Well it’s about time! I presume they save the wood for next year.
How long do these sukkahs stay up for? Wikipedia tells me “a week” but my neighbours on both sides have had theirs in the backyard for nearly a month now. Maybe they’re following some secret, extra-pious rule like the Vatican do by waiting until February to clear away their nativity tat.
Barely cognisant of my own religion, let alone anyone else’s, I was intrigued when the neighbours started constructing what appeared to be a large plywood box on their back lawn. For a few days I imagined that Scott Walker was about to start recording a new album in my street, or that the local kids who play in the yard were about to be saturated with orgones. No-one had ever told me that the Jewish religion obliges its followers to perform annual DIY.
You’ll have noticed the railings above the roof, showing that the local sukkahs have been adapted to suit British conditions: a tarpaulin can easily be drawn over the traditional branches covering the roof, to keep out the rain. This also explained the unusual addition permanently attached to the shed on the other next-door neighbours’ house.
When I first moved in I noticed the translucent roof mounted on pulleys and assumed the residents were keen amateur astronomers, who kept a telescope handy for backyard stargazing. Nope. Another retractable roof to keep the branches dry. Although it does seem a bit like cheating to have a permanent lean-to on your house and just chuck some branches on top when sukkot rolls around each year for Instant Sukkah.
Like all you mortals I get inappropriate junk mail, such as the flyer offering me discounts on entire sheep and teatowels for Ramadan. This one threw me for a second:
What do you think this pamphlet was trying to sell me? I’ve blanked out the last bit, because when I first saw this ad all the signals – amateurish layout, the word “passion”, the attempt to emulate the look of Facebook, the rainbow, the passive-aggressive use of imperative tense, the big old building, the ascending stairs, the open door, and (to be perfectly frank) the clean-cut young black man – made me assume this was yet another flyer from one of the hundreds of charismatic churches in the East End, and that the final word would be “salvation”.
I was wrong. Was this confusion intentional? Is pretending to be a god-botherer a way to get people’s attention now, or have I slipped into a parallel universe?
What is the lingering appeal of the vinyl record? Classical music store Harold Moores Records is refurbishing for the next two weeks, and has been making room in the basement by clearing out all the second-hand LPs and dumping them in a skip in Great Marlborough Street. The result:
I was alerted to this feeding frenzy when a friend sent me a frantic text ordering me down to Soho. By the time I arrived the skip was only one-third full. Luckily for me they were still bringing out fresh stock/trash, from some of the more insteresting racks. More importantly I was able to grab an empty box everyone else was ignoring, so I could actually lug the lot home.
There were, of course, people who came up to the skip, poked around a bit, and then left once they had determined that there were only classical records. Despite this, some people were content simply to grab a record or two and then leave. A couple of guys were about to leave when they decided that the records were appealing enough as objects to make it worth their time to make a large and varied selection.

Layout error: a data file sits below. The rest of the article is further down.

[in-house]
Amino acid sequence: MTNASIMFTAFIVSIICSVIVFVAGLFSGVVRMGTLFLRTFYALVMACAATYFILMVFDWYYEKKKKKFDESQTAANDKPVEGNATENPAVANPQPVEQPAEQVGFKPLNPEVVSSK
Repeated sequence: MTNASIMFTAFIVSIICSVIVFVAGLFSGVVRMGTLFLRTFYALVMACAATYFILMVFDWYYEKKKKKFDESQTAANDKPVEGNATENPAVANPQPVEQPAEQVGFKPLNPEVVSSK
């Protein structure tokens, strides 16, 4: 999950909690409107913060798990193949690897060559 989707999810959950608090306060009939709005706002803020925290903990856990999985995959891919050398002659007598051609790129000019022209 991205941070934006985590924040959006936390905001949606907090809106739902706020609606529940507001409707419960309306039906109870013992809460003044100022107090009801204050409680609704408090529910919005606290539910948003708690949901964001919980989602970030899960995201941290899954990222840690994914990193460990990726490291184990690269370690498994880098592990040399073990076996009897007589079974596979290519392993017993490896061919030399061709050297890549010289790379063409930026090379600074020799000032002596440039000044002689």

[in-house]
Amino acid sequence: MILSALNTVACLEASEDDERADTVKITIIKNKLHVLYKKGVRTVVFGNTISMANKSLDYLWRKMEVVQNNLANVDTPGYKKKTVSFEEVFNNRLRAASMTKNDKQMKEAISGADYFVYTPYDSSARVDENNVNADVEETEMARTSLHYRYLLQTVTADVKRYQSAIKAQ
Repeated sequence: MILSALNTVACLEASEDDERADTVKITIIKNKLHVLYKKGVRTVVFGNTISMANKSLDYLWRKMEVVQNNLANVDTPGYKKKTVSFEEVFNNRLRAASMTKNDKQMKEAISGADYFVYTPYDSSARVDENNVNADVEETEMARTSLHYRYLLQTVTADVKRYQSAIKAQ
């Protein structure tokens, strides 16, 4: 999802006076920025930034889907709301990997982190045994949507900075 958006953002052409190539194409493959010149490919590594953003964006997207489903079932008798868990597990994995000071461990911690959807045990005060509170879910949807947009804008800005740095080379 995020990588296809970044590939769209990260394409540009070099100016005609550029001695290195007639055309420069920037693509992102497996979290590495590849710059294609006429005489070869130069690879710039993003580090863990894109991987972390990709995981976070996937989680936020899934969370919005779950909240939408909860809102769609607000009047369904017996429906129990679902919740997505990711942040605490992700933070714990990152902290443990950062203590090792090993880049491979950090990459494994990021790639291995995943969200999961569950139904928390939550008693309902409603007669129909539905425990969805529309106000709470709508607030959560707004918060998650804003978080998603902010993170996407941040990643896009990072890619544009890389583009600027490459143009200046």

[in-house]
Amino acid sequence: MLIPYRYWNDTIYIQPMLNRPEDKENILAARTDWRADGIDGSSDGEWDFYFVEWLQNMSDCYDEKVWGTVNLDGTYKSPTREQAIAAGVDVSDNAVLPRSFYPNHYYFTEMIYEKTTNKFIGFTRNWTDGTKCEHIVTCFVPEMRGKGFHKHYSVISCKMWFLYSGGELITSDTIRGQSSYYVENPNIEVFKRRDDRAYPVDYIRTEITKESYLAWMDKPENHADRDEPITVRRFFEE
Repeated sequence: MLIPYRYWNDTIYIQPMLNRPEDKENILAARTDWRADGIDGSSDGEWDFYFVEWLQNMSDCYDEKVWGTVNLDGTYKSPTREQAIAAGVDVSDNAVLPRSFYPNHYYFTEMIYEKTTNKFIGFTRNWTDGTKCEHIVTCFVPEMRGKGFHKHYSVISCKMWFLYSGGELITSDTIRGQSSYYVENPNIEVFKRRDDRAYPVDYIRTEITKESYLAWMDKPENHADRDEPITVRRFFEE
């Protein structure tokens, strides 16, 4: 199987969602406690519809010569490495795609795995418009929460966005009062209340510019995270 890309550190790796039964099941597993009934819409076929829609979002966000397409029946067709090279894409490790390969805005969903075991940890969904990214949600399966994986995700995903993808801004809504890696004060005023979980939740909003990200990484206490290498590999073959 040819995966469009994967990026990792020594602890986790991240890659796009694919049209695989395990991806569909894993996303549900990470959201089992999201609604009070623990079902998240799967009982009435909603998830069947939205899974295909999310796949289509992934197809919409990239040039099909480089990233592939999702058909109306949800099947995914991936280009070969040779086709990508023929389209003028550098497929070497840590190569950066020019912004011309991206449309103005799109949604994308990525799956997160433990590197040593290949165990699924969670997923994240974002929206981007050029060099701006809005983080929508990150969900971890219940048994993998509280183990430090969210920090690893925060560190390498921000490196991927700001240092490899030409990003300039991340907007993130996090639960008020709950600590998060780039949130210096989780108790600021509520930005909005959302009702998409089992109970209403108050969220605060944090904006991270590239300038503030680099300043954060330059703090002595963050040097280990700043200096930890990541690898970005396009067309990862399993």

Vinyl records and gramophones are the steam engines of music: impressive and elegant works of engineering, advanced in technical and industrial development yet still obvious enough in its means of operation for the everyday mind to intuitively grasp and appreciate. Subsequent recording technology is too efficient to be impressive, too inscrutable in its technology to admire on an aesthetic level.
I found myself picking up a couple of records which I already have on CD; not for any retro-chic appeal they might possess, but because the old LPs are clearly “newer” than the CD reissues. They are artifacts of the time when the recording was newly-recorded and released, and so still an unknown quantity – far different from the “classics” preserved on CD.
Despite whatever protest Harold Moores’ staff may have made, at least at first, the records had obviously been kept in stock for some perceived monetary value as objects, not as recordings. That album of Henze’s El Cimarrón was priced at £36. You can get the same recording on CD at Amazon for at least 10 quid less, and without the scratches, dust and surface noise. No wonder no-one bought it.
Every morning I go past Conway Hall on my way to work. A while ago I just twittered that for the last two days the front entrance has been surrounded by truckloads of pianos being wheeled inside. This morning I caught a glimpse through the front door of the corridors lined with pianos.
I’d been hoping for at least a super-duper version of Les noces, if not some sort of weird, quasi-musical ritual going down – the hall opens its doors to all sorts of meetings. Instead, according to their website they’re just hosting a piano auction this week. Google takes the fun out of everything.
It’s been a bastard of a week, so no time for lovefun online. I’m firmly relocated back in East London, the world capital for dodgy chicken shops. It’s good to see I’m not the only one with a fascination for these establishments. Now here’s a musical tribute we can all sing along with! (Found via Floccinaucinihilipilification.)